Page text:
Mach's principle


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Mach's principle

(mäks) [for E. MachMach, Ernst
, 1838–1916, Austrian physicist and philosopher, b. Moravia. He taught (1864–67) mathematics at Graz and later, until his retirement in 1901, was professor of physics at Prague and Vienna.
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], assertion that the inertial effects of massmass,
in physics, the quantity of matter in a body regardless of its volume or of any forces acting on it. The term should not be confused with weight, which is the measure of the force of gravity (see gravitation) acting on a body.
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 are not innate in a body, but arise from its relation to the totality of all other masses, i.e., to the universe as a whole. Thus, the inertial forces experienced by a body in accelerated motion have the same physical origin as the gravitational forces it experiences near mass concentrations, namely the mass-energy fieldfield,
in physics, region throughout which a force may be exerted; examples are the gravitational, electric, and magnetic fields that surround, respectively, masses, electric charges, and magnets. The field concept was developed by M.
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 described by the general theory of relativityrelativity,
physical theory, introduced by Albert Einstein, that discards the concept of absolute motion and instead treats only relative motion between two systems or frames of reference.
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. Inertial forces have a much longer range than gravitational forces, so the role of very distant matter becomes preponderant. According to Mach's principle, a body experiences no inertial forces when it is at rest or in uniform motion with respect to the center of masscenter of mass,
the point at which all the mass of a body may be considered to be concentrated in analyzing its motion. The center of mass of a sphere of uniform density coincides with the center of the sphere.
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 of the entire universe. When its motion is nonuniform (accelerated) with respect to the total mass of the universe, it experiences forces such as centrifugal force (see centripetal force and centrifugal forcecentripetal force and centrifugal force,
action-reaction force pair associated with circular motion. According to Newton's first law of motion, a moving body travels along a straight path with constant speed (i.e.
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) and the Coriolis effectCoriolis effect
[for G.-G. de Coriolis, a French mathematician], tendency for any moving body on or above the earth's surface, e.g., an ocean current or an artillery round, to drift sideways from its course because of the earth's rotation.
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. Hence, the "local" behavior of matter is influenced by the "global" properties of the universe, i.e., those properties that describe the universe as a whole, which are studied in cosmologycosmology,
area of science that aims at a comprehensive theory of the structure and evolution of the entire physical universe. Modern Cosmological Theories
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.
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References in periodicals archive ?
One of Einstein's leading ideas in formulating general relativity was the Mach's principle that local physical laws must incorporate gravitational interaction with matter in the whole universe (Einstein, 1916a, 1916b).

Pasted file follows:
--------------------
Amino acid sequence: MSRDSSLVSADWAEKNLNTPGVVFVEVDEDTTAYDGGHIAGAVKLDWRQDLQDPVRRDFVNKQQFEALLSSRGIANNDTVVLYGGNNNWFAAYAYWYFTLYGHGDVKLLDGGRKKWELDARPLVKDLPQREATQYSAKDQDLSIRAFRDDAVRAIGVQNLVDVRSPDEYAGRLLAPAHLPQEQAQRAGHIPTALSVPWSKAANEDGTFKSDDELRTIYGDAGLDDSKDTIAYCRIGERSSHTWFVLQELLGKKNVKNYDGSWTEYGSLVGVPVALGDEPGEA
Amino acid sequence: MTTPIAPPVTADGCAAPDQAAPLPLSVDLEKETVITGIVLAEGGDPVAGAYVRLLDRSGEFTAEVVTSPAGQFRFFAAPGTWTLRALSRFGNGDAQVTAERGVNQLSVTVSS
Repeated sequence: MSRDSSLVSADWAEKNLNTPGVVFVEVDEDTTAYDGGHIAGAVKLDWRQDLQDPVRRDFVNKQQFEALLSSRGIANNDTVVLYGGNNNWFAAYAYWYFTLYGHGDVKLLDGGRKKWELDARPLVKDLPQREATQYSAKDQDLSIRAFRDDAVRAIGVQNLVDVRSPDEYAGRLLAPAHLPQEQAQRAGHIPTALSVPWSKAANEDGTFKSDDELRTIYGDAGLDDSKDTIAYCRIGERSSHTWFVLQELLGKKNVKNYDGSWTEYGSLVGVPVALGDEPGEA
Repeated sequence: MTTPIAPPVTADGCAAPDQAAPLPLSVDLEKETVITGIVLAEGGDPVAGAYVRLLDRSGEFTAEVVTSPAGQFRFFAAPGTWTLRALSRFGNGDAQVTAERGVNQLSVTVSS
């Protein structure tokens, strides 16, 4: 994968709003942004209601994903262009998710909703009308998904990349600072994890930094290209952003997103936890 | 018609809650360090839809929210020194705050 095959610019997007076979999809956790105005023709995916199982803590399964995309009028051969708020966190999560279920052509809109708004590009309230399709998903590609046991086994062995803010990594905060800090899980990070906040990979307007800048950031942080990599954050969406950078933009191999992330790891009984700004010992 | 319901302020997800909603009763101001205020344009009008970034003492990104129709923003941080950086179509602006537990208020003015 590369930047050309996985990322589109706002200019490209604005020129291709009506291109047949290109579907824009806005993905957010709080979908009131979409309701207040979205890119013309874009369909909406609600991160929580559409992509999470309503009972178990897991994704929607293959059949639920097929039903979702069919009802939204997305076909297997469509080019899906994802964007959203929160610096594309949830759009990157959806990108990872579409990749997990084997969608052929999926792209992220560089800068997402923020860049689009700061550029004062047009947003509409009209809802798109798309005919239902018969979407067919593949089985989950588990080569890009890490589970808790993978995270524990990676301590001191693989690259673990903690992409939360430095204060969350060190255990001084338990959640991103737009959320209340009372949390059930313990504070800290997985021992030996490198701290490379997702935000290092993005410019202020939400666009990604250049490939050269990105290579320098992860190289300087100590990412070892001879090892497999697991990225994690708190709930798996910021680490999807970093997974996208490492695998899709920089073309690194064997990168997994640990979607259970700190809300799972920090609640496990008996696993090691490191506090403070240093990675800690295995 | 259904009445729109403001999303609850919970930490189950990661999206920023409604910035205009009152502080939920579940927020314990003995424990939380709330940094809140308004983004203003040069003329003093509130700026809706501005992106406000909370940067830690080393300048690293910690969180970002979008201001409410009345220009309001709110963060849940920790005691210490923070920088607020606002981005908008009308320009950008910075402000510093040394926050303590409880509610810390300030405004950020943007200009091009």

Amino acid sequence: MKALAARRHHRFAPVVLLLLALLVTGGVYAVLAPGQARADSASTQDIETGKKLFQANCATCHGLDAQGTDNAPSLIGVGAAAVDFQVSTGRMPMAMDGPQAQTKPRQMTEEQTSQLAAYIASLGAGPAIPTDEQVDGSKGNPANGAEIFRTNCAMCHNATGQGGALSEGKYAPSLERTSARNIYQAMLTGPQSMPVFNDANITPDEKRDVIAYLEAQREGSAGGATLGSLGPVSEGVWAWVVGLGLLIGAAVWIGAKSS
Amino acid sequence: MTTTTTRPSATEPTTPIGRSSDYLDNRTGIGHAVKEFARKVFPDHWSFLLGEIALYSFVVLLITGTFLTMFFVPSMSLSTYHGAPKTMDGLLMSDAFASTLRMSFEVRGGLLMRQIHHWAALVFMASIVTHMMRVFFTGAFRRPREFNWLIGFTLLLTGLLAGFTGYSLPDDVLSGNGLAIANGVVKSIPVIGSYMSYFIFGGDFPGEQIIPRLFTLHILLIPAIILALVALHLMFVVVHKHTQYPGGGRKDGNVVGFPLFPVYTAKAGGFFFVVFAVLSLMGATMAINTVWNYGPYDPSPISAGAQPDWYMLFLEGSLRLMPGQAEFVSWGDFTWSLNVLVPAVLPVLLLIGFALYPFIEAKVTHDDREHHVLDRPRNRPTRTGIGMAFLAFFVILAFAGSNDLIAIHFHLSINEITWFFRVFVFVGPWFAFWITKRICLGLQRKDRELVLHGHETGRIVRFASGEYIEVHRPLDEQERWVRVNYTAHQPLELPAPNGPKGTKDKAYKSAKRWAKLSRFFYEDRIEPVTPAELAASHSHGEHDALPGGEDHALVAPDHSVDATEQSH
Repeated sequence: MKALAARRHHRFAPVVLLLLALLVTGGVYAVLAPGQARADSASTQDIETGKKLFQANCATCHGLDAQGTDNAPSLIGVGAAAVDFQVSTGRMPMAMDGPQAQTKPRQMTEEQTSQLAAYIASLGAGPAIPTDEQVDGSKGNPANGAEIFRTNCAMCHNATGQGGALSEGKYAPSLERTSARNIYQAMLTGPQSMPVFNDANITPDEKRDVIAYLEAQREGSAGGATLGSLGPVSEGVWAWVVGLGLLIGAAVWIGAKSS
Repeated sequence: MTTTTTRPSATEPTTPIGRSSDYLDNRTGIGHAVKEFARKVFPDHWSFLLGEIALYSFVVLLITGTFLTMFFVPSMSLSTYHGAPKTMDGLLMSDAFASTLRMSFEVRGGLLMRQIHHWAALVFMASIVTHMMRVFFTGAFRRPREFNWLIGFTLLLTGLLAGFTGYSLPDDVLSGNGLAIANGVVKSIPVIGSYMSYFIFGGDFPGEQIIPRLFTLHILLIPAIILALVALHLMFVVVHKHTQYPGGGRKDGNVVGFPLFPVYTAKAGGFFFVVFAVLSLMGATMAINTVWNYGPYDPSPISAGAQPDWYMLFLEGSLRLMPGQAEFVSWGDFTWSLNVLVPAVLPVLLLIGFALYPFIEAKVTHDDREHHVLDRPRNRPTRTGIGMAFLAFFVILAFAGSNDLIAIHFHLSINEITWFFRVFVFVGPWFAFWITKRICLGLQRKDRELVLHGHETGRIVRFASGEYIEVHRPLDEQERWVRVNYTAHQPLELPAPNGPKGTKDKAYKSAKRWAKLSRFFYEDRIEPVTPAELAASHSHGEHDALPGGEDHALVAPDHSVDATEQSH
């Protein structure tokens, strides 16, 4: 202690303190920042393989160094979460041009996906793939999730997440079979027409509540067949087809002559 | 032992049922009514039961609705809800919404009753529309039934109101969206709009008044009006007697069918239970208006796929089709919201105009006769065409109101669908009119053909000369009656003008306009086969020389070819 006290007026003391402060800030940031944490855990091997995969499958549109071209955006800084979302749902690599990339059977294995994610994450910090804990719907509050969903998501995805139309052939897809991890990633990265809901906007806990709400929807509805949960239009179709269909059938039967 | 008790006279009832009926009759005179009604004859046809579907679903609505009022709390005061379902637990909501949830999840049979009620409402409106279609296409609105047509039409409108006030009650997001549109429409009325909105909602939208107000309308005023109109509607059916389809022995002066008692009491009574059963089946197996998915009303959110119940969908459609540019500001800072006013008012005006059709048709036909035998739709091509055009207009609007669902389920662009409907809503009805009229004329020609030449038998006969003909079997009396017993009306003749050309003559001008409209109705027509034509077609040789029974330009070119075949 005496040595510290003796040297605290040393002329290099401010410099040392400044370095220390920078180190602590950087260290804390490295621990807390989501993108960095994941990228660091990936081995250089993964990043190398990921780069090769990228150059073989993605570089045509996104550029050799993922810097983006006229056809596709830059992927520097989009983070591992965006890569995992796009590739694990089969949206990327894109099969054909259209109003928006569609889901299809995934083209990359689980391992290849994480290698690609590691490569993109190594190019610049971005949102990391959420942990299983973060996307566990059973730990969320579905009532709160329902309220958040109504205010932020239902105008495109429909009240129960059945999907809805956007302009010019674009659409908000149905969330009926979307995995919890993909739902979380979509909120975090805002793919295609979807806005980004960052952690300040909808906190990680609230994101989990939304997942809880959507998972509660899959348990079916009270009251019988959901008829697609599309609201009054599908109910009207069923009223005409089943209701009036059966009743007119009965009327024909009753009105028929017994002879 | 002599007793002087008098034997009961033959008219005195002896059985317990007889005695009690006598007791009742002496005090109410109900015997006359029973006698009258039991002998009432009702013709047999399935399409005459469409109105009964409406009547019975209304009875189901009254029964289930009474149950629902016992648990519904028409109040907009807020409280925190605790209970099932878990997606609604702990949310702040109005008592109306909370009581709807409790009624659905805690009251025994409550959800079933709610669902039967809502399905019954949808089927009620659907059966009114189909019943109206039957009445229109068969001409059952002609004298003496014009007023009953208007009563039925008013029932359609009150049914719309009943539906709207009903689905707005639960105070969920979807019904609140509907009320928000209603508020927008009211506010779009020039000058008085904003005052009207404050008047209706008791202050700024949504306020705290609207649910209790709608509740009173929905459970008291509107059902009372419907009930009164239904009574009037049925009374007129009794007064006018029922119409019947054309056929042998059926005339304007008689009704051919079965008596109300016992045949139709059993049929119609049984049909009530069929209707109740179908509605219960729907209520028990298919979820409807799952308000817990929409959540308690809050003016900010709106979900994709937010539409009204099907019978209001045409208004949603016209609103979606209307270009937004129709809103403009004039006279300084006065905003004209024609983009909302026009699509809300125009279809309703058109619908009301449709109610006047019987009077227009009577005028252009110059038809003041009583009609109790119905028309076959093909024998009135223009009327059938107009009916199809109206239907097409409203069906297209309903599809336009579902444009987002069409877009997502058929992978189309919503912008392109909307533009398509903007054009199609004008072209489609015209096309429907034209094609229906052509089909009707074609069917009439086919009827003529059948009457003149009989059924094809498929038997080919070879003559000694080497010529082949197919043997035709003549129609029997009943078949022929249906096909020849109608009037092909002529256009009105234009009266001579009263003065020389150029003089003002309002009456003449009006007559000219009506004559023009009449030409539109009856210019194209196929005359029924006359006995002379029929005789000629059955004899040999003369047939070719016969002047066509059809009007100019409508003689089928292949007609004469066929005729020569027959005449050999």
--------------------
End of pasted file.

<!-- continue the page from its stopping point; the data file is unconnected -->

If we properly instantiate Mach's principle therein we should get a nice correction, because by definition it should includes all effects.
Einstein used the "Mach's principle" terminology when discussing "...
Equation (20) is an explicit form of Mach's principle: planetary movements are determined by the mass distribution of the universe, with gravity as interaction.
Another attempt to account for inertia and its activities is known as Mach's Principle and originated with the physicist and philosopher Ernst Mach and, to a lesser extent, the philosopher Berkeley.
Mach's Principle, in a mathematical form, has become Principle II of the Wave Structure of Matter where inertia is an interaction with the universal medium space, not with the distant stars.
A primer in black holes, Mach's principle and gravitational energy.
-- [1982]: "Mach's principle and the Structure of Dynamical Theories".
I prepared a list of a dozen venerable and obvious subjects and found that seven have no entry: Cosmic Background Explorer (COBE), cosmological principle (but there is an entry for perfect cosmological principle), homogeneity, Mach's principle, Olbers's paradox, space-time, and the tired-light theory.
Even though Earman acknowledges that 'the industry surrounding Mach's Principle has made a significant contribution to our understanding of the foundations of GTR', he gives little credit to Mach's overall strategy on the question of absolute space.
During the years in which Einstein was working up his theories of relativity, Ernst March, who was both a theoretical physicist and a philosopher of science, worked out what became known as Mach's Principle. As Mach was a philosopher, different commentators differ as to what it was he actually said, but in the most general sense Mach's Principle proposes that the mass of any body is related to the masses of all the other bodies in the universe.
The Einstein equations of general relativity have been tentatively modified in the spirit of Mach's principle, multiplying a new cosmological coefficient by the ratio of total retarding gravitational potential of matter in the universe to [c.sup.2].